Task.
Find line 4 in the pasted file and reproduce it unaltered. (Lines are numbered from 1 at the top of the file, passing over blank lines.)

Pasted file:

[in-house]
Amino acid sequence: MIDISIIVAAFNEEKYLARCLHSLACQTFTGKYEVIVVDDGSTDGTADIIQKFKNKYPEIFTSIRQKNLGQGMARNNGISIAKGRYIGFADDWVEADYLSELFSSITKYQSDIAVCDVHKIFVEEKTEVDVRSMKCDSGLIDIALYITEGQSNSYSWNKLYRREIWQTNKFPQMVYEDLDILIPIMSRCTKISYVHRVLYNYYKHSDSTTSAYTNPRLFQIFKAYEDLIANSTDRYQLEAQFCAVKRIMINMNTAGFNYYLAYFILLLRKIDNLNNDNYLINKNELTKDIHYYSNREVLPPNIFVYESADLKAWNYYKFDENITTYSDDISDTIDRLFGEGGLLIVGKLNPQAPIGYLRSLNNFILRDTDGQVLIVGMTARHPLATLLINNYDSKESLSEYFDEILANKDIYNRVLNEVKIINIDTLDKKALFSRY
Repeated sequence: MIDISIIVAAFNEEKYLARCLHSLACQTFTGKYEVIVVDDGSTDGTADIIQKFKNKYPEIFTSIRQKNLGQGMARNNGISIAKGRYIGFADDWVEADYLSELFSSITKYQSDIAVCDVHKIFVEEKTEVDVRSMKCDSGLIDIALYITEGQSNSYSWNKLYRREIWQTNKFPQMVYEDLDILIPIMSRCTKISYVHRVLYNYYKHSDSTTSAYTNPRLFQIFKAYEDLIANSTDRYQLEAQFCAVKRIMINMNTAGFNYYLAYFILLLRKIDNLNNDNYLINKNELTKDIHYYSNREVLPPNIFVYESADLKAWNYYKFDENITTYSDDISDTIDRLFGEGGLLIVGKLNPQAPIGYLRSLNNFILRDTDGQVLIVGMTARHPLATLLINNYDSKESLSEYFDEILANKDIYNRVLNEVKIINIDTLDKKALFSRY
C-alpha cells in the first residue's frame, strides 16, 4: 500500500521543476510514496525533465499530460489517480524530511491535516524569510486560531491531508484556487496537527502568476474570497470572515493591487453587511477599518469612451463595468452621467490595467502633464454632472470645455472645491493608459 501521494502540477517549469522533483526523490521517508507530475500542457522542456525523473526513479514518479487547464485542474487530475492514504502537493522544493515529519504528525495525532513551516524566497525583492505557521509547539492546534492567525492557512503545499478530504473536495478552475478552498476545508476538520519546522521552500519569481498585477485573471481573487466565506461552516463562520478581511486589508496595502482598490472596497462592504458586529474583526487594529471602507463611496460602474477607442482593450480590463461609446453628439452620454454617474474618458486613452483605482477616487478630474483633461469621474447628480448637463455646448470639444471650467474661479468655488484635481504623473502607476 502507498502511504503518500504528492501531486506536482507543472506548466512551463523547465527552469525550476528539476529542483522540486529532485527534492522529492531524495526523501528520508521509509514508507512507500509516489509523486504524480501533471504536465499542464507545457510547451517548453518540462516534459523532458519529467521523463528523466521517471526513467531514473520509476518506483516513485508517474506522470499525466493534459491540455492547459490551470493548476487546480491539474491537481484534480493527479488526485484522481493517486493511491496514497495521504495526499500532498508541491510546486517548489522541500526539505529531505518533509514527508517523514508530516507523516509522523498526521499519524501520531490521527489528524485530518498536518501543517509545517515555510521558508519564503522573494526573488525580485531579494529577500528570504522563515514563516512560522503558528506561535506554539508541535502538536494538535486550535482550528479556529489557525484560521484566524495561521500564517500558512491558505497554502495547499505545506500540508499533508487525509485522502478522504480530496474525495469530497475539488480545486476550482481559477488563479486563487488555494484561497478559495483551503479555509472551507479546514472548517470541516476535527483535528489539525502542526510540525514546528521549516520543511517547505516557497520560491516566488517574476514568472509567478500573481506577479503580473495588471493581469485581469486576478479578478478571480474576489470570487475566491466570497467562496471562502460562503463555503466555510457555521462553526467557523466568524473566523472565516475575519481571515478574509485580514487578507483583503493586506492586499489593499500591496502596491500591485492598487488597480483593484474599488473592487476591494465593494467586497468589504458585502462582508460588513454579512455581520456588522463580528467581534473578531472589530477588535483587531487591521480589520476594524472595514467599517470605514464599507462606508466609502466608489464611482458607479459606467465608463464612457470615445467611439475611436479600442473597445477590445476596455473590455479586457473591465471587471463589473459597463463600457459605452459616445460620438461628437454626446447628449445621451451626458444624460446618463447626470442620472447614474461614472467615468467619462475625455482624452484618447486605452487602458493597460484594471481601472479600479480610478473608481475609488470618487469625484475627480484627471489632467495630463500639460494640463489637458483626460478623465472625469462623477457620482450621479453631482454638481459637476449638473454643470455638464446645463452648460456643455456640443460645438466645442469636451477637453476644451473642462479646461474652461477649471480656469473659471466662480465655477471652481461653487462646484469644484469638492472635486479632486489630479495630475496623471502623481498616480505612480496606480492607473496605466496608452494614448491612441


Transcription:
C-alpha cells in the first residue's frame, strides 16, 4: 500500500521543476510514496525533465499530460489517480524530511491535516524569510486560531491531508484556487496537527502568476474570497470572515493591487453587511477599518469612451463595468452621467490595467502633464454632472470645455472645491493608459 501521494502540477517549469522533483526523490521517508507530475500542457522542456525523473526513479514518479487547464485542474487530475492514504502537493522544493515529519504528525495525532513551516524566497525583492505557521509547539492546534492567525492557512503545499478530504473536495478552475478552498476545508476538520519546522521552500519569481498585477485573471481573487466565506461552516463562520478581511486589508496595502482598490472596497462592504458586529474583526487594529471602507463611496460602474477607442482593450480590463461609446453628439452620454454617474474618458486613452483605482477616487478630474483633461469621474447628480448637463455646448470639444471650467474661479468655488484635481504623473502607476 502507498502511504503518500504528492501531486506536482507543472506548466512551463523547465527552469525550476528539476529542483522540486529532485527534492522529492531524495526523501528520508521509509514508507512507500509516489509523486504524480501533471504536465499542464507545457510547451517548453518540462516534459523532458519529467521523463528523466521517471526513467531514473520509476518506483516513485508517474506522470499525466493534459491540455492547459490551470493548476487546480491539474491537481484534480493527479488526485484522481493517486493511491496514497495521504495526499500532498508541491510546486517548489522541500526539505529531505518533509514527508517523514508530516507523516509522523498526521499519524501520531490521527489528524485530518498536518501543517509545517515555510521558508519564503522573494526573488525580485531579494529577500528570504522563515514563516512560522503558528506561535506554539508541535502538536494538535486550535482550528479556529489557525484560521484566524495561521500564517500558512491558505497554502495547499505545506500540508499533508487525509485522502478522504480530496474525495469530497475539488480545486476550482481559477488563479486563487488555494484561497478559495483551503479555509472551507479546514472548517470541516476535527483535528489539525502542526510540525514546528521549516520543511517547505516557497520560491516566488517574476514568472509567478500573481506577479503580473495588471493581469485581469486576478479578478478571480474576489470570487475566491466570497467562496471562502460562503463555503466555510457555521462553526467557523466568524473566523472565516475575519481571515478574509485580514487578507483583503493586506492586499489593499500591496502596491500591485492598487488597480483593484474599488473592487476591494465593494467586497468589504458585502462582508460588513454579512455581520456588522463580528467581534473578531472589530477588535483587531487591521480589520476594524472595514467599517470605514464599507462606508466609502466608489464611482458607479459606467465608463464612457470615445467611439475611436479600442473597445477590445476596455473590455479586457473591465471587471463589473459597463463600457459605452459616445460620438461628437454626446447628449445621451451626458444624460446618463447626470442620472447614474461614472467615468467619462475625455482624452484618447486605452487602458493597460484594471481601472479600479480610478473608481475609488470618487469625484475627480484627471489632467495630463500639460494640463489637458483626460478623465472625469462623477457620482450621479453631482454638481459637476449638473454643470455638464446645463452648460456643455456640443460645438466645442469636451477637453476644451473642462479646461474652461477649471480656469473659471466662480465655477471652481461653487462646484469644484469638492472635486479632486489630479495630475496623471502623481498616480505612480496606480492607473496605466496608452494614448491612441